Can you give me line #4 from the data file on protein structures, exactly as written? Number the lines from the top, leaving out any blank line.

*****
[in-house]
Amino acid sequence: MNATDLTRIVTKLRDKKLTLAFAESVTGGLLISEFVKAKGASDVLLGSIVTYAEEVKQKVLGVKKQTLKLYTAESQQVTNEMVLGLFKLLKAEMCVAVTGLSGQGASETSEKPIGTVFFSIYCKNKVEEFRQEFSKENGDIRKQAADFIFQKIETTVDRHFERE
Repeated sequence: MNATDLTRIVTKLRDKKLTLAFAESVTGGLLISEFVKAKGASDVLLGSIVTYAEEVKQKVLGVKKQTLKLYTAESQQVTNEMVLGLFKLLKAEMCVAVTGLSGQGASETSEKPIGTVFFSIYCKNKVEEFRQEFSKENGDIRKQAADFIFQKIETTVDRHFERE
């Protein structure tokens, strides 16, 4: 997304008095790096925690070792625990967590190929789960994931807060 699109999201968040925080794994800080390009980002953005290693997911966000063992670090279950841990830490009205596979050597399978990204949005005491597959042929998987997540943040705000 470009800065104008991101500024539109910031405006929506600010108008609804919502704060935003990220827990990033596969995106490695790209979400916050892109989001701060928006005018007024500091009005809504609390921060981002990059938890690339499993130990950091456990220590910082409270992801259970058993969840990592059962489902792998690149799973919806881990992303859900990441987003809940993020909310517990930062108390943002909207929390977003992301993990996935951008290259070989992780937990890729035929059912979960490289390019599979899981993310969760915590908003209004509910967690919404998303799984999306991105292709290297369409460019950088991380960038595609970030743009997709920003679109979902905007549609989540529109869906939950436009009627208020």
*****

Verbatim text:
């Protein structure tokens, strides 16, 4: 997304008095790096925690070792625990967590190929789960994931807060 699109999201968040925080794994800080390009980002953005290693997911966000063992670090279950841990830490009205596979050597399978990204949005005491597959042929998987997540943040705000 470009800065104008991101500024539109910031405006929506600010108008609804919502704060935003990220827990990033596969995106490695790209979400916050892109989001701060928006005018007024500091009005809504609390921060981002990059938890690339499993130990950091456990220590910082409270992801259970058993969840990592059962489902792998690149799973919806881990992303859900990441987003809940993020909310517990930062108390943002909207929390977003992301993990996935951008290259070989992780937990890729035929059912979960490289390019599979899981993310969760915590908003209004509910967690919404998303799984999306991105292709290297369409460019950088991380960038595609970030743009997709920003679109979902905007549609989540529109869906939950436009009627208020």